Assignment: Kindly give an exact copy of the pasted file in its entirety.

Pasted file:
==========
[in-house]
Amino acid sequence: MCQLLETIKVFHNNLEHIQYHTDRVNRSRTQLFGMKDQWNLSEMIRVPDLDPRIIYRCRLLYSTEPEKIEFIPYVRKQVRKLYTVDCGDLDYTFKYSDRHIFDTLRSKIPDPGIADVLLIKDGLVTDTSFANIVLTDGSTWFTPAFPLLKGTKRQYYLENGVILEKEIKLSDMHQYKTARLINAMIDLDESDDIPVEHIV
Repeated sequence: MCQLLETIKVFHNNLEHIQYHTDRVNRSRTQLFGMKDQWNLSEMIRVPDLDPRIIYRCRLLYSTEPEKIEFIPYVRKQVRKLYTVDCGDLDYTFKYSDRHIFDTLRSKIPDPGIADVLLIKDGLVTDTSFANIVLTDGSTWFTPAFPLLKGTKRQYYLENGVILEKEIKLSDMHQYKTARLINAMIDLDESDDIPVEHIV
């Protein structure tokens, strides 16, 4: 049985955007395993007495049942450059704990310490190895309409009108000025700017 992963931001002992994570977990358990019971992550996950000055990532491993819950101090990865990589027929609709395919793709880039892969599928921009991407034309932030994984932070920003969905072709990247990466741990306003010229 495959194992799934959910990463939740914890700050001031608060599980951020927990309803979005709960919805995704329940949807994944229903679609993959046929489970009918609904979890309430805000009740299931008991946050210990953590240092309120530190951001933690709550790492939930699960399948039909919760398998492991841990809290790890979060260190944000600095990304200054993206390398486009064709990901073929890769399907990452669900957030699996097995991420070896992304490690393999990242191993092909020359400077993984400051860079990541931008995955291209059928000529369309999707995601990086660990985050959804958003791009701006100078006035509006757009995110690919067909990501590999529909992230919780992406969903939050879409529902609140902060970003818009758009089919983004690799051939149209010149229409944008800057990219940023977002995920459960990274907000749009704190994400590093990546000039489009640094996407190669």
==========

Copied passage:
[in-house]
Amino acid sequence: MCQLLETIKVFHNNLEHIQYHTDRVNRSRTQLFGMKDQWNLSEMIRVPDLDPRIIYRCRLLYSTEPEKIEFIPYVRKQVRKLYTVDCGDLDYTFKYSDRHIFDTLRSKIPDPGIADVLLIKDGLVTDTSFANIVLTDGSTWFTPAFPLLKGTKRQYYLENGVILEKEIKLSDMHQYKTARLINAMIDLDESDDIPVEHIV
Repeated sequence: MCQLLETIKVFHNNLEHIQYHTDRVNRSRTQLFGMKDQWNLSEMIRVPDLDPRIIYRCRLLYSTEPEKIEFIPYVRKQVRKLYTVDCGDLDYTFKYSDRHIFDTLRSKIPDPGIADVLLIKDGLVTDTSFANIVLTDGSTWFTPAFPLLKGTKRQYYLENGVILEKEIKLSDMHQYKTARLINAMIDLDESDDIPVEHIV
């Protein structure tokens, strides 16, 4: 049985955007395993007495049942450059704990310490190895309409009108000025700017 992963931001002992994570977990358990019971992550996950000055990532491993819950101090990865990589027929609709395919793709880039892969599928921009991407034309932030994984932070920003969905072709990247990466741990306003010229 495959194992799934959910990463939740914890700050001031608060599980951020927990309803979005709960919805995704329940949807994944229903679609993959046929489970009918609904979890309430805000009740299931008991946050210990953590240092309120530190951001933690709550790492939930699960399948039909919760398998492991841990809290790890979060260190944000600095990304200054993206390398486009064709990901073929890769399907990452669900957030699996097995991420070896992304490690393999990242191993092909020359400077993984400051860079990541931008995955291209059928000529369309999707995601990086660990985050959804958003791009701006100078006035509006757009995110690919067909990501590999529909992230919780992406969903939050879409529902609140902060970003818009758009089919983004690799051939149209010149229409944008800057990219940023977002995920459960990274907000749009704190994400590093990546000039489009640094996407190669």